Benjamin, who served as the secretary of the Maryland Department of Health and Mental Hygiene before joining the APHA, expressed some sympathy for the challenges public health agencies have to navigate “in a political world.”
He told TPM he hoped that Tennessee health department’s decision was strategic — and, most importantly, temporary.
“What I hope this is a pause for them to develop a strategy to educate people and spend that time rallying support so the people that support [educating minors] outweigh the people that are against it,” he said. “What they’ve done is beyond the pale and unacceptable, but I’m trying to give the health officials some leeway to move forward.”
The Growing Vaccine Divide
Public health experts also expressed concern about the prohibition on using schools as COVID-19 vaccine sites, which could compound an existing urban-rural divide in vaccine use as the coronavirus continues to infect Tennesseans. Only 43% of people in the state have had at least one dose of the vaccine.
“It seems like we’re taking a big step backwards, we should be using all of our resources that are available to us to make sure that we get Americans vaccinated,” said Devin A. Jopp. CEO of the Association for Professionals in Infection Control and Epidemiology. “Schools are a logical collection site.”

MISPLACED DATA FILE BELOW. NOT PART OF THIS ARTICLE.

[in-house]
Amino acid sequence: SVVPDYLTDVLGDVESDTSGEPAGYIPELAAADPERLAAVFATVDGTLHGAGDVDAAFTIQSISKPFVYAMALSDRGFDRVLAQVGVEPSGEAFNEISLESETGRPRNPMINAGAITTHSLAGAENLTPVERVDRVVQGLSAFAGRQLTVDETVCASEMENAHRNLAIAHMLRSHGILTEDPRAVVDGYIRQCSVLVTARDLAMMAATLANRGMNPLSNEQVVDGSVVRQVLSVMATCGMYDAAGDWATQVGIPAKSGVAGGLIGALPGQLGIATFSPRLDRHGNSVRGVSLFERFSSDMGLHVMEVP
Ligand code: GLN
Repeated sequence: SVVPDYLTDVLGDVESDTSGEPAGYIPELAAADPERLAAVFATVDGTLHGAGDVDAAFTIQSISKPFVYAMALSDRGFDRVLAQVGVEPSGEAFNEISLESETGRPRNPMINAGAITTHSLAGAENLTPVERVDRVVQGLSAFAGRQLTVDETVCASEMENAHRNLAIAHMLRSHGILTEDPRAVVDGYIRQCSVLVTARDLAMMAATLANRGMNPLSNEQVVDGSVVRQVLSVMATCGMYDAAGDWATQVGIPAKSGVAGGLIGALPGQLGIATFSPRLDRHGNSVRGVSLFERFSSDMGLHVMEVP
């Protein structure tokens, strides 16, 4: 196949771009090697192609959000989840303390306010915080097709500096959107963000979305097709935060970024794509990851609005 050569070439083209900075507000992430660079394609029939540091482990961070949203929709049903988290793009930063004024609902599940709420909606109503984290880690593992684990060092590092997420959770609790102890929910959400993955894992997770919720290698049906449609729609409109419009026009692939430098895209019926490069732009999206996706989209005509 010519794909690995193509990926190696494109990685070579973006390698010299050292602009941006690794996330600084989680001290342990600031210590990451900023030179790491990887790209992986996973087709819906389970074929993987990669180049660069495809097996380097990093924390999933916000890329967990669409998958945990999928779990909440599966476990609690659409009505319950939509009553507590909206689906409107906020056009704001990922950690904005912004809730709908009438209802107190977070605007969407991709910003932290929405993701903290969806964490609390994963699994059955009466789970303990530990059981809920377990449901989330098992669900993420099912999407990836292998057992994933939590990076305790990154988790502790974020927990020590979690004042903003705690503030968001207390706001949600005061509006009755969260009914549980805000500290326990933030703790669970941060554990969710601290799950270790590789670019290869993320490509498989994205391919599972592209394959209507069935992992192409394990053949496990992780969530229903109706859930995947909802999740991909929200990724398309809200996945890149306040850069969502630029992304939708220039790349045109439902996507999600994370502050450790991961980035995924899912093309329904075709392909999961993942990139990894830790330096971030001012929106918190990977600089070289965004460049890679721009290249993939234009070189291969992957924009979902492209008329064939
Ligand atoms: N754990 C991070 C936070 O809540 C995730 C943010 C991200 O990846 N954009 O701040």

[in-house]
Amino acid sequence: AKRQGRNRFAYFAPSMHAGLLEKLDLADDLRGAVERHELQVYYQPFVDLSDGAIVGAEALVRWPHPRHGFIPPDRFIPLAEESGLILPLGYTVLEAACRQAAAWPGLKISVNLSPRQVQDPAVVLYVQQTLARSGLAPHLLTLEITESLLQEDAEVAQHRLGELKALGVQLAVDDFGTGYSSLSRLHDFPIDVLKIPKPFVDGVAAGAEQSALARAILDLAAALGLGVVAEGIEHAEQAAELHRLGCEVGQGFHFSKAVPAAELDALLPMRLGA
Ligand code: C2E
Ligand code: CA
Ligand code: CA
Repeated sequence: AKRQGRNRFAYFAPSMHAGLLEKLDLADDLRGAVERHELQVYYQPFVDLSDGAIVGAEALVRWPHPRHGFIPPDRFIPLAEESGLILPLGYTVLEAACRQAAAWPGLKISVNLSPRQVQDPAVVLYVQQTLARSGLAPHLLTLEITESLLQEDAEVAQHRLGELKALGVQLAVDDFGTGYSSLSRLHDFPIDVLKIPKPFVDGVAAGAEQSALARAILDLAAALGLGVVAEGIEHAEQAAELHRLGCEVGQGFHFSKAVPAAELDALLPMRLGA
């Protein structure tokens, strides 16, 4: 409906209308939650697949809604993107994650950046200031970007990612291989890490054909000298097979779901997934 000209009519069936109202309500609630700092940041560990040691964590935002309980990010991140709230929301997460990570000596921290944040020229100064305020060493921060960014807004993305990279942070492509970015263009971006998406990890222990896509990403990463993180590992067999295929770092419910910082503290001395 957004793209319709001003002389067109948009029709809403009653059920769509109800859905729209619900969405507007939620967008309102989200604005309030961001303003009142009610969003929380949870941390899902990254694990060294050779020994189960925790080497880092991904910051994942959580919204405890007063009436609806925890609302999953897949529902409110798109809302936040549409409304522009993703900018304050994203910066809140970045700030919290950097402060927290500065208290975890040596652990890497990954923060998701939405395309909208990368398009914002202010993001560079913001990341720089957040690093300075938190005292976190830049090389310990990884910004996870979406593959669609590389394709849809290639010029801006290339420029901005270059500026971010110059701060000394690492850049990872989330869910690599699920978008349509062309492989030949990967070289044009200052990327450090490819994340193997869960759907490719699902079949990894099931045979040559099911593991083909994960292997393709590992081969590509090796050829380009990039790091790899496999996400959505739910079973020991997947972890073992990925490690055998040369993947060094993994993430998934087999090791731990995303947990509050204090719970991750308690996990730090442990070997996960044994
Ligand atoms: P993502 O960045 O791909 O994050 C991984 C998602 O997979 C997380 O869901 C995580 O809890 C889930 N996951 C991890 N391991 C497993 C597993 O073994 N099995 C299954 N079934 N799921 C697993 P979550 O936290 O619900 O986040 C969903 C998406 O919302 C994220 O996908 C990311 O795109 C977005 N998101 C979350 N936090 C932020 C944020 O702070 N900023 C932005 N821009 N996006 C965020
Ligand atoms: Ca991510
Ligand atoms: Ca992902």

“School-located immunizations are a very important source of providing access to vaccines. If we begin to eliminate the role of the school — not just in terms of educating but also being a location for giving access to the vaccine — we’re going to see disparities continue to increase in terms of immunization,” Tan told TPM.
The Tennessee Department of Health controls health departments in the state’s smaller counties and cities, but not large metropolises like Nashville and Memphis, which have their own departments, exacerbating the gap. Officials from both cities said their vaccination efforts would continue uninterrupted.
“Our mission is to promote, protect and improve the health of ALL in Shelby County,” Dr. La Sonya Hall, Interim Director of the Shelby County Health Department, which includes Memphis, told TPM. “In keeping with our mission, we will continue to provide a comprehensive vaccination program for Shelby County residents of all ages.”
After the news of Fiscus’ firing broke earlier this week, Nashville’s health department published a tweet advertising appointments for its back-to-school immunization clinics. A spokesperson for the department assured TPM the tweet was “planned and posted prior to learning about the State’s new change.”
Our team is taking appointments for back-to-school immunizations at our three clinics. Students entering kindergarten and 7th grade have specific requirements. We also offer HPV and meningococcal vaccinations to 7th graders, and COVID-19 vaccines are available for those 12 and up pic.twitter.com/SMYuSdNcZB
— NashvilleHealth (@NashvilleHealth) July 13, 2021
“To have this happen this abruptly is unprecedented and unacceptable,” Benjamin said of the Tennessee health department’s outreach shutdown. “And I doubt there are many health professionals who’ll disagree with me.”